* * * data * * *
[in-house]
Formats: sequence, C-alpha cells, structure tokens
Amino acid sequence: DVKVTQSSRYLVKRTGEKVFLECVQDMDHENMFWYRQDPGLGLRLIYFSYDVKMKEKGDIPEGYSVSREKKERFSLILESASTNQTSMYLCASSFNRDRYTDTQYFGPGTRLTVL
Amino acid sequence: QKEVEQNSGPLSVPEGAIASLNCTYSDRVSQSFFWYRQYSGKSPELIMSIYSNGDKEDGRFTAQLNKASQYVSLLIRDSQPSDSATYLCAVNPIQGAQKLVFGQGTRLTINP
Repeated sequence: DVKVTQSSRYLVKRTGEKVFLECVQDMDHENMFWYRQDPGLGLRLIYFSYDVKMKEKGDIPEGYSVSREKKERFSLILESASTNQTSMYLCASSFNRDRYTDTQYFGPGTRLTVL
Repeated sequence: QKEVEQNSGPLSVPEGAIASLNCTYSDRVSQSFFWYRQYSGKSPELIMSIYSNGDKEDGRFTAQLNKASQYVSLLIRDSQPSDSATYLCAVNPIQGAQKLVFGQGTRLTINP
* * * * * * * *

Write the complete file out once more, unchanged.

[in-house]
Formats: sequence, C-alpha cells, structure tokens
Amino acid sequence: DVKVTQSSRYLVKRTGEKVFLECVQDMDHENMFWYRQDPGLGLRLIYFSYDVKMKEKGDIPEGYSVSREKKERFSLILESASTNQTSMYLCASSFNRDRYTDTQYFGPGTRLTVL
Amino acid sequence: QKEVEQNSGPLSVPEGAIASLNCTYSDRVSQSFFWYRQYSGKSPELIMSIYSNGDKEDGRFTAQLNKASQYVSLLIRDSQPSDSATYLCAVNPIQGAQKLVFGQGTRLTINP
Repeated sequence: DVKVTQSSRYLVKRTGEKVFLECVQDMDHENMFWYRQDPGLGLRLIYFSYDVKMKEKGDIPEGYSVSREKKERFSLILESASTNQTSMYLCASSFNRDRYTDTQYFGPGTRLTVL
Repeated sequence: QKEVEQNSGPLSVPEGAIASLNCTYSDRVSQSFFWYRQYSGKSPELIMSIYSNGDKEDGRFTAQLNKASQYVSLLIRDSQPSDSATYLCAVNPIQGAQKLVFGQGTRLTINP